This was published under the 2010 to 2015 Conservative and Liberal Democrat coalition government
Foreign Secretary William Hague updated Parliament with the thirty-sixth progress report on developments in Afghanistan since November 2010.
The Secretary of State for Foreign and Commonwealth Affairs Mr William Hague: I wish to inform the House that the Foreign and Commonwealth Office, together with the Ministry of Defence and the Department for International Development, is today publishing the thirty-sixth progress report on developments in Afghanistan since November 2010.
During March, three candidates withdrew from the presidential race. On 6 March, Qayyum Karzai, the President’s older brother, withdrew and threw his support behind Zalmai Rassoul. Similarly, Nader Naeem (who stepped down on 26 March) endorsed Rassoul’s campaign. However, Abdul Rahim Wardak chose not to endorse another candidate when he resigned from the race on 16 March.
First Vice President, Marshal Mohammed Qasim Fahim Khan, died on 9 March. President Karzai declared three days of national mourning in response to his death. On 18 March, President Karzai appointed Mohammad Younis Qanuni as First Vice President, to replace the late Marshal Fahim. Qanuni’s appointment was approved by Parliament, as required by the Constitution, on 25 March.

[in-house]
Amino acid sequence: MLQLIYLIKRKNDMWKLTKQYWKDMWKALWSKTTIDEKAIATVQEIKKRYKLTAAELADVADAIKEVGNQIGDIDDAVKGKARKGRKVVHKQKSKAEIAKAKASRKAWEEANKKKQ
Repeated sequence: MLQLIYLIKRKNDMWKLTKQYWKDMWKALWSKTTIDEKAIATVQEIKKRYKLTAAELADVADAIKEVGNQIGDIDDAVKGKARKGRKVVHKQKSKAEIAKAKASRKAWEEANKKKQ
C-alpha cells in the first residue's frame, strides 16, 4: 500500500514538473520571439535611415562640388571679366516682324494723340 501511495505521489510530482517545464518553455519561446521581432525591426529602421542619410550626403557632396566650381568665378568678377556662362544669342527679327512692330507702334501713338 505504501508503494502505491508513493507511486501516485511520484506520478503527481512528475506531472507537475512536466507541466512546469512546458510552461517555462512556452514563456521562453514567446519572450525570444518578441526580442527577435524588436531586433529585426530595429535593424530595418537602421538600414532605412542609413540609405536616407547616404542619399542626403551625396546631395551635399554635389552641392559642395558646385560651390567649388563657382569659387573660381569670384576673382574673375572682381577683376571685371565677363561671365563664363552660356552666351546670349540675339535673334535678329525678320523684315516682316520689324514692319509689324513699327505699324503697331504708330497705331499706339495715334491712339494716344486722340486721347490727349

In March the Independent Commission for Aid Impact [ICAI] published its review into five of DFID Afghanistan’s bilateral programmes from the growth and livelihoods sectors. This included three projects in Helmand, two of which have now closed. DFID has welcomed the report and its recommendations as part of its post-2014 planning process. The Department is taking account of the issues raised by ICAI in its work to reduce poverty in Afghanistan over the long term.
On 20 March, insurgents attacked the Serena Hotel in Kabul, targeting guests celebrating Nowruz (New Year). Nine people were killed in the attack, including an Afghan journalist and his family. This killing and the murder of a dual-national Swedish/British journalist on 11 March, prompted the Afghan journalist community to enact a fifteen-day blackout on any reporting of insurgent messages, to extend over the election period.
On 20 March I announced the closure of the UK-led Helmand Provincial Reconstruction Team (PRT). This is in line with President Karzai’s request that all PRTs across Afghanistan are to close by the end of 2014 in keeping with the process of transition to an Afghan lead. UK forces continued the redeployment of personnel and equipment in Central Helmand, with the closure of forward operating base PRICE on 15 March. This leaves just Camp Bastion and observation post STERGA 2 with a UK presence in the region. Task Force Helmand has begun the process of integration with HQ Regional Command (Southwest), and ceased to operate a separate HQ from 1 April.
I welcome the Presidential and Provincial elections that took place on 5 April. These will be covered in April’s Parliamentary report.
I am placing the report in the Library of the House. It will also be published on the gov.uk website.
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